A home help abused her position caring for a vulnerable pensioner by using his money to pay for family holidays, shopping and to pay her husband’s loans, a jury heard.
Theresa Frost regularly cleaned and did housework for Trevor Walshaw, and was trusted from 2009 with his bank cards to pay his bills.
But Matthew Bean, prosecuting, claimed at Leeds Crown Court yesterday for nearly three years she was defrauding the pensioner, who is now aged 81.
He told the jury it was the crown’s case that “out of greed” she abused her position of trust for the benefit of herself and her husband Paul.
Mr Bean said she was not just a home help but was seen by the pensioner as a friend.
He said examples of Frost using money without authority was £599 paid in May 2011 for a holiday while £18,000 was withdrawn the same month.
In 2012, £14,317 was used to pay off two loans in her husband’s name.
“This must have been with his assistance,” Mr Bean told the jury. “In 2012 she persuaded Mr Walshaw to sell his home. The suggestion was she and Paul Frost would sell their home and they would together buy a house with the proceeds of the sale of the two house and they all would live together.”
He told the jury that included the Frost’s five children. Mr Walshaw’s home in Burniston Drive, Oakes, was sold and in September he said Frost tried to transfer £112,000 from the proceeds of the sale from Mr Walshaw’s bank account.
Initially she tried to get it paid to a solicitor and when that branch was not happy to do that she visited another branch to get it paid to a third party saying it was to buy a house in Moorlands Road, Mount.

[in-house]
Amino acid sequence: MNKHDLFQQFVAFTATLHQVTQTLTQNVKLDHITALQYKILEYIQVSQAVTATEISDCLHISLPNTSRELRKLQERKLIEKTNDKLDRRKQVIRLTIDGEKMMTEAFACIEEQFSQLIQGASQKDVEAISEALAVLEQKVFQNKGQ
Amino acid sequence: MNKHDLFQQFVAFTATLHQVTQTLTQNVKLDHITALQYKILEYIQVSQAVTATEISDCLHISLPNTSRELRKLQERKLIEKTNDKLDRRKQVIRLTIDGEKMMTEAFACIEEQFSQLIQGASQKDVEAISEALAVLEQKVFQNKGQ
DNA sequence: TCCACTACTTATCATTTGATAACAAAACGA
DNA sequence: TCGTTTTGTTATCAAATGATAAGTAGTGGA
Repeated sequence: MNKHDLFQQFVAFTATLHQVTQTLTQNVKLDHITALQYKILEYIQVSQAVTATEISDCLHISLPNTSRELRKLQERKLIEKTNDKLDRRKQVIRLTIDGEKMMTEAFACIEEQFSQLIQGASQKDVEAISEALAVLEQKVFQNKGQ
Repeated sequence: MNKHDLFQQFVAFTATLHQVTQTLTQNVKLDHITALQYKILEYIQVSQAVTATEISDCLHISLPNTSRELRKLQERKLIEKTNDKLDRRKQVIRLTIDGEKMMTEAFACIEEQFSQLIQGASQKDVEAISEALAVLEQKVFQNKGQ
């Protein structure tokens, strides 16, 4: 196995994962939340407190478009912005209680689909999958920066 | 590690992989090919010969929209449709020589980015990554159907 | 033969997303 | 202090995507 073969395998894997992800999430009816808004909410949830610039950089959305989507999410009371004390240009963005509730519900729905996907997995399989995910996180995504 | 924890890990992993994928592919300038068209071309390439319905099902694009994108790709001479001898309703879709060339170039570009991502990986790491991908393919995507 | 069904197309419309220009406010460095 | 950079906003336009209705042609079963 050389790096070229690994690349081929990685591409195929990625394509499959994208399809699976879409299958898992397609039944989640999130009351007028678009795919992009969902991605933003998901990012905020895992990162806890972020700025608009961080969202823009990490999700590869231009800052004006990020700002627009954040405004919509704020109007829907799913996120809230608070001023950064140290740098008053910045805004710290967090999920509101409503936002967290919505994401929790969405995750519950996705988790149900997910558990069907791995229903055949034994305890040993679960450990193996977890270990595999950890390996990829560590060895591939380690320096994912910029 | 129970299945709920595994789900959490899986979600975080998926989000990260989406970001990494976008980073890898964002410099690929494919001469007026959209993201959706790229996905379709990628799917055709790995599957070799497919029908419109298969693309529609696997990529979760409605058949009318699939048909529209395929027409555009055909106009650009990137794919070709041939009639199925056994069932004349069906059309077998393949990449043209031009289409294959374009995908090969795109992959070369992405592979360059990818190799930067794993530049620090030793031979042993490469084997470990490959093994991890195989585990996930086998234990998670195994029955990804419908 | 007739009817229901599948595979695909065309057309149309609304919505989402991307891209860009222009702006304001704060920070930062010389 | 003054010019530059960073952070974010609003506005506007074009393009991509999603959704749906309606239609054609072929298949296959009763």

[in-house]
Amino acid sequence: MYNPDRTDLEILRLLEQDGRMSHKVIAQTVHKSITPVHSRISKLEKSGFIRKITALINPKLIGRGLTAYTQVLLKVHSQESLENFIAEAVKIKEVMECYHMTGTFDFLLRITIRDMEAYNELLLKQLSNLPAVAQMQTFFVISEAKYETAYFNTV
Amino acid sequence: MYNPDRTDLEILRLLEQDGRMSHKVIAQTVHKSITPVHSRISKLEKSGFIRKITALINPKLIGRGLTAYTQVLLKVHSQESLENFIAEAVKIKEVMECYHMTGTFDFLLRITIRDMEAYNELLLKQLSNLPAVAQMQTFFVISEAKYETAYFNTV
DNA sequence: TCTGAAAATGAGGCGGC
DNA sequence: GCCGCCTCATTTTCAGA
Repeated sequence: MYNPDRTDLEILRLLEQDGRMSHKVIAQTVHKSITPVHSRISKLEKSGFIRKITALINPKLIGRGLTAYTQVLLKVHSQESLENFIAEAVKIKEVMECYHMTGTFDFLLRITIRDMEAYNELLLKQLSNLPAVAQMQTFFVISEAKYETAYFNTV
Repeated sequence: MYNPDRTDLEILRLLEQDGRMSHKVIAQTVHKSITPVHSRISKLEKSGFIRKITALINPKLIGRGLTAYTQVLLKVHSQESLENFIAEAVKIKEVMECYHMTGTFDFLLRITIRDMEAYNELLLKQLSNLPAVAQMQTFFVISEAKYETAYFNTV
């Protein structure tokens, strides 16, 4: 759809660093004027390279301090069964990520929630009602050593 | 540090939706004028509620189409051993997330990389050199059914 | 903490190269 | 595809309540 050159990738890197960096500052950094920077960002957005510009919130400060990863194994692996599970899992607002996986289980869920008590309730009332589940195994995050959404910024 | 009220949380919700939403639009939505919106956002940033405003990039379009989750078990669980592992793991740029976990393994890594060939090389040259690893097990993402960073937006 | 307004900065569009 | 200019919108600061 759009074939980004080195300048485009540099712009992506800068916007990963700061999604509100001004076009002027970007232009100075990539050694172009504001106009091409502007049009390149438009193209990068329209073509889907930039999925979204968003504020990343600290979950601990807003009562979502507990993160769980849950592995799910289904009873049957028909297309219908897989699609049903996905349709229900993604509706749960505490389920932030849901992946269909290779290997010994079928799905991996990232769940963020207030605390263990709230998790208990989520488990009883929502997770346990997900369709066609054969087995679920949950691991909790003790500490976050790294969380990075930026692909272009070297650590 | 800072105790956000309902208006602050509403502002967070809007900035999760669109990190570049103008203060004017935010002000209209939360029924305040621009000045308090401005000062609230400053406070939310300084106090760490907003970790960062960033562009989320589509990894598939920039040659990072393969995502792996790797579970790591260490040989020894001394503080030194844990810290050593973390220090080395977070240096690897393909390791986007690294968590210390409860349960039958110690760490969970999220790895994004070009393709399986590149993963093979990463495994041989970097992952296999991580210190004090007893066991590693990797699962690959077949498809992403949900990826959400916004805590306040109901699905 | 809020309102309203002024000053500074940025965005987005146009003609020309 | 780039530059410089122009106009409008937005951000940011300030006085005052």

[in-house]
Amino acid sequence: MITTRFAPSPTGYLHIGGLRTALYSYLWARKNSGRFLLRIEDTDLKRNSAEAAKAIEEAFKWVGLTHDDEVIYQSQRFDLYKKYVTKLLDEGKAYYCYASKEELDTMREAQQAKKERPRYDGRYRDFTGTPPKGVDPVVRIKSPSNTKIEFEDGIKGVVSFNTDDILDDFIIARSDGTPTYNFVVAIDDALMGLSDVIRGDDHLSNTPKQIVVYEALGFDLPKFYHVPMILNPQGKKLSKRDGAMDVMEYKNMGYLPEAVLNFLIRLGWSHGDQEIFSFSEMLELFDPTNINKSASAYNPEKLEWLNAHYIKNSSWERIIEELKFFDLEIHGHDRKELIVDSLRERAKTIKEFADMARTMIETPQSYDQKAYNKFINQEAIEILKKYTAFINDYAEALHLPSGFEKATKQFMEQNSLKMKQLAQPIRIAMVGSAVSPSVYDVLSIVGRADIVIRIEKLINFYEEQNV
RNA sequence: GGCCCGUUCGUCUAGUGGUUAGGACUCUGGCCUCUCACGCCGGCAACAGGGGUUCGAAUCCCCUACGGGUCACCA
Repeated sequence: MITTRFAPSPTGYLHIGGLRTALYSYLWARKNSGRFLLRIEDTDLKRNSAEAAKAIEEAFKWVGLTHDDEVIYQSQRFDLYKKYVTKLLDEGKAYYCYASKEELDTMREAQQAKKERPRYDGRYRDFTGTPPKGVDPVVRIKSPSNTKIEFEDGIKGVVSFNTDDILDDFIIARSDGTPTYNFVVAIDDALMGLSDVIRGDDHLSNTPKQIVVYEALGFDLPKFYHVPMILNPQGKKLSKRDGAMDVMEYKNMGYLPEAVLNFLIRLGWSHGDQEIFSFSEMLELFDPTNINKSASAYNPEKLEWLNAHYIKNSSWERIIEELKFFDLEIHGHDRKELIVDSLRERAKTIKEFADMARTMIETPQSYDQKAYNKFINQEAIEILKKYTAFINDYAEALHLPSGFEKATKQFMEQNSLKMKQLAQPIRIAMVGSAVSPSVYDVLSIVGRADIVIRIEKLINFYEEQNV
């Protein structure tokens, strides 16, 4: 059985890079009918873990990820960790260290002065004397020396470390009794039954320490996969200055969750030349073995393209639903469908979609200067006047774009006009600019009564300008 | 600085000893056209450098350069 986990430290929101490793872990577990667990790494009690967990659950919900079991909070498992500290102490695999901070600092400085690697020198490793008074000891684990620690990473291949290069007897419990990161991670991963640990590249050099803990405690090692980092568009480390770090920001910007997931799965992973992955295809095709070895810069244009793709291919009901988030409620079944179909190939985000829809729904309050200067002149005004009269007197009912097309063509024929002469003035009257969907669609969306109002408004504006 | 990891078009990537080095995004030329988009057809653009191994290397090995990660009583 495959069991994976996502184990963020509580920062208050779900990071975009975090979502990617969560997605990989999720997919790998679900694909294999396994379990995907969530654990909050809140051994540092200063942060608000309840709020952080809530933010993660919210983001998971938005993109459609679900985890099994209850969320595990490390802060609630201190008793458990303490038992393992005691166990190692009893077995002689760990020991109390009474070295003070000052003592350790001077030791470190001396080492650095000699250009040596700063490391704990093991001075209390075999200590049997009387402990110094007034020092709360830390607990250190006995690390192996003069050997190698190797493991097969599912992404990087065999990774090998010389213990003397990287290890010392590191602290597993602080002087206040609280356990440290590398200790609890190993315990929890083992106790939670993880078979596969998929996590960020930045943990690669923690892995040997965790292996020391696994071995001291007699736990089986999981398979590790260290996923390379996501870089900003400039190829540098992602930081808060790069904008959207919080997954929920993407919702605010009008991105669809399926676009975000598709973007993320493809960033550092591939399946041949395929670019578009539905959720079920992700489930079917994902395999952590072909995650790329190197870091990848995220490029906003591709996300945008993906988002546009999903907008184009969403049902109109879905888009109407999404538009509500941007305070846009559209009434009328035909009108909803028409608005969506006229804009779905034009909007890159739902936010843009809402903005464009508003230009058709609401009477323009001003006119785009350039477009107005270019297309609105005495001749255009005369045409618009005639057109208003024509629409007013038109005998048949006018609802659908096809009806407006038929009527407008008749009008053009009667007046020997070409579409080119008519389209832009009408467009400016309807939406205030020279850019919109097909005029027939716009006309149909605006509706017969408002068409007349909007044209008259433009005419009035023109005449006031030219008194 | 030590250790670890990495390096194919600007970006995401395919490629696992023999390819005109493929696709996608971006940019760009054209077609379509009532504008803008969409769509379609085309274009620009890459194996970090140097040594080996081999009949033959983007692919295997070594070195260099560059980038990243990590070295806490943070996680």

Mr Bean said it was intended that only Paul Frost’s name would appear on the mortgage for the new property with nothing in writing about Mr Walshaw’s share.
Frost, 44, of Stanley Road, Lindley, denies 15 charges of fraud. Her husband Paul, 44, denies two charges jointly with her relating to the loan repayment and attempt to transfer £112,000.
Mr Bean told the jury the couple denied any dishonesty to the police and claimed they had been given money by the pensioner as gifts or loans and that Mr Frost’s loans had been paid off to enable him to get the mortgage quicker so they could all move in together.
Mr Walshaw said in his video evidence in chief shown to the jury he felt “very bitter” about what had happened. He said he trusted her.
“She would write cheques for me which I would sign,” he said.
Under cross-examination by Katherine Robinson for Theresa Frost he agreed he intended to leave his money to her in his will but denied telling her she could buy things if she wanted from his accounts.
“You agreed you would pay for some holidays for Theresa and her family because she was working so hard looking after you,” said Miss Robinson.
“No, no,no ” replied the pensioner over the video link. He agreed he might have said he did not want his money from the sale of the house to go to the Government.
The trial continues.
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